In 10 days time, NASA’s Parker Solar Probe will embark on an unprecedented journey to the center of the solar system. The probe, destined for the sun, will skim through the sun’s atmosphere in the closest flyby around a star to date, marking a historic encounter with the sun’s corona.
Scheduled to launch August 11th, 2o18, the Parker Solar Probe will become humanity’s first ever mission to visit a star. Inevitably, the probe will endure some of the most extreme conditions ever experienced by a spacecraft; protecting the onboard scientific equipment from the hostile conditions are some of the most sophisticated and robust cooling systems which will prevent the star exploring Parker Solar Probe from melting in the sun’s atmosphere.
On its journey, the Parker Solar Probe will provide the first ever close up view of a star as it plunges through the Sun’s atmosphere. From a distance of just a few solar radii away (the length of the Sun’s radius), the probe will be able to directly observe the sun’s atmosphere and grant the opportunity to investigate solar anomalies impossible to witness from the earth.
It will be one of the most autonomous systems ever to be launched and will undoubtedly provide profound and perplexing information about the star at the center of our solar system. But the greatest challenge will be keeping it cool.
“Our solar arrays are going to operate in an extreme environment that other missions have never operated in before,” said the Johns Hopkins Applied Physics Lab’s Mary Kae Lockwood, spacecraft system engineer for Parker Solar Probe.
The probe has a notable narrow profile and situated in front of most of the craft is a massive 2.5-meter wide heat shield which will keep a majority of the spacecraft out of direct line from the sun. Furthermore, the probe will follow a highly elliptical orbital path which will ensure the spacecraft will not be exposed to the sun long enough to drastically heat it up.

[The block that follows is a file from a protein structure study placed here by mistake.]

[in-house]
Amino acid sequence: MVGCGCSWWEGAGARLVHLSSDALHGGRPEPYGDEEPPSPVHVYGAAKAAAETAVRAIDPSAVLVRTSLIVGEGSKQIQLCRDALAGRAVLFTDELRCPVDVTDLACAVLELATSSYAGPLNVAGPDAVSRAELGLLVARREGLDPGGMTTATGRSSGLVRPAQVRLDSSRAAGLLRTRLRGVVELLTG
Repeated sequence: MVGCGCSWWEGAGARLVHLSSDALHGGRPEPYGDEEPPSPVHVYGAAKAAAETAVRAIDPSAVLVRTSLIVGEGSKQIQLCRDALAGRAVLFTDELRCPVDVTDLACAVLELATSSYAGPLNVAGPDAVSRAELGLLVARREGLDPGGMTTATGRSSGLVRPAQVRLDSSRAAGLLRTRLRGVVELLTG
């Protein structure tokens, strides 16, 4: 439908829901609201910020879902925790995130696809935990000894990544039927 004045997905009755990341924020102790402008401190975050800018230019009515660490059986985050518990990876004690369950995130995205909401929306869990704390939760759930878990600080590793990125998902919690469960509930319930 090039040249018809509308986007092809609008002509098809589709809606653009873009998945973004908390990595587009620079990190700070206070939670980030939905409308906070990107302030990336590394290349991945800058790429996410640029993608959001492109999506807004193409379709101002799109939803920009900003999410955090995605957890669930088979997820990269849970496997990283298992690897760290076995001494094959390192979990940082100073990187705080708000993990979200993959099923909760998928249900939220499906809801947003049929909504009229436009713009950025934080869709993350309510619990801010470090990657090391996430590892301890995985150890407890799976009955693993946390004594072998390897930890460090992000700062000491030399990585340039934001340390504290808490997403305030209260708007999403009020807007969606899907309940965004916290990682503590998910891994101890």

Keeping NASA’s Parker Solar Probe Cool in the Sun’s Atmosphere
Over the next few months, the Parker Solar Probe will be en route to the sun. The mission is set to last nearly 7 years, and in that time the probe will make 24 close range passes around the sun. It will come closer to the sun than any previous aircraft, and to do so it will employ a combination of thermal protection and cooling systems to keep onboard equipment at nominal operating temperatures.
“Parker Solar Probe will swoop to within 4 million miles of the sun’s surface, facing heat and radiation like no spacecraft before it. To get there, it takes an innovative route,” claims NASA.
At its nearest perihelion (closest orbit point to the sun), the probe will come seven times closer than any spacecraft before.
The solar probe will enter the sun’s coronal plasma – an atmospheric layer comprised of an ionized gas of electrons, protons, and heavy ions. At its perihelion, the Parker Solar Probe will enter a region of space where temperatures can reach over 500,000 degrees Celsius. However, the atmosphere 6 million kilometers above the sun’s surface is rather thin and so a minimal amount of energy will be transferred into the probe. While temperatures may be in excess of half a million degrees Celsius, the probe’s heat shield will only have to endure temperatures of up to 1,400 degrees Celcius.